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Coronavirus: latest guidance

What you need to know

Latest COVID-19 updates

New coronavirus variant - Omicron

A new COVID-19 variant has been identified which is capable of spreading to others effectively. The variant was initially named B.1.1.529 and has now been named a Variant of Concern by the World Health Organisation (WHO) and named Omicron. Cases of the variant have been identified in the UK.

You can view the Downing Street Briefing of 27 November here, BSL version here.

New rules in response to Omicron

Precautionary measures to prevent the spread of the new Omicron variant in the UK come into force from Tuesday 30 November:

  • Face coverings are compulsory in shops and other settings such as banks, post offices and hairdressers, as well as on public transport unless individuals are exempt from doing so.
  • All close contacts of anyone who has tested positive for the Omicron variant are required to isolate for 10 days regardless of whether they have been vaccinated
  • All travellers arriving into the country from 4am on Tuesday 30 November will be required to take a PCR test on or before day 2 and self isolate until they have received a negative test result.
  • Travel restrictions for international travel have been implemented to slow the spread of the variant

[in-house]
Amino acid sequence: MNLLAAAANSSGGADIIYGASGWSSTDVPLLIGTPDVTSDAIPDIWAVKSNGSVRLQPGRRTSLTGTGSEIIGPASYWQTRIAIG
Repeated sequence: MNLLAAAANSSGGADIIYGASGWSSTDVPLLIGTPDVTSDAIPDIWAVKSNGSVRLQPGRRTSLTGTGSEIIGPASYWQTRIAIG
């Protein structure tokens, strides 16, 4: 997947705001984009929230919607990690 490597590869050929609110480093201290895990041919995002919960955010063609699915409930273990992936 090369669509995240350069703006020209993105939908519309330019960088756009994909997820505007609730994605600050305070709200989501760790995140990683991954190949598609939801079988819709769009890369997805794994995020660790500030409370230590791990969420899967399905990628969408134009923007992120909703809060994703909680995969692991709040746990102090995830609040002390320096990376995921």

Work is underway to determine whether and to what extent it presents a changed pattern of infection or disease severity (more severe or less severe or similar), to determine whether this variant is better at evading the vaccine and to gain an exact picture of the spread of the variant.

Further information is available in the following guidance:

COVID-19 booster and vaccination programme

Following the emergence of the Omicron variant, including confirmed cases in the UK, the Joint Committee on Vaccination and Immunisation (JCVI) has urgently reviewed vaccine response measures and has advised that in addition to those aged aged over 40 years and those at higher risk from coronavirus (COVID-19) those aged 18 to 39 will also be eligible for a booster when the NHS calls them forward. The booster will now be given no sooner than 3 months after the last primary course jab.

You can view the latest Downing Street Data Briefing with Professor Jonathan Van-Tam (Deputy Chief Medical Officer for England), 29 November.

  • You can book your booster vaccine when you are eligible via the NHS National Booking Service. Local information is available from the Hertfordshire vaccination programme including walk-in sessions.
  • You can still get your first and second dose of a COVID-19 vaccine if you haven't already done so, if you are 18 or over or will turn 18 within 18 months.
  • The JCVI has advised that all children aged 12 to 15 should be offered a second dose of vaccine no sooner than 12 weeks after the first dose.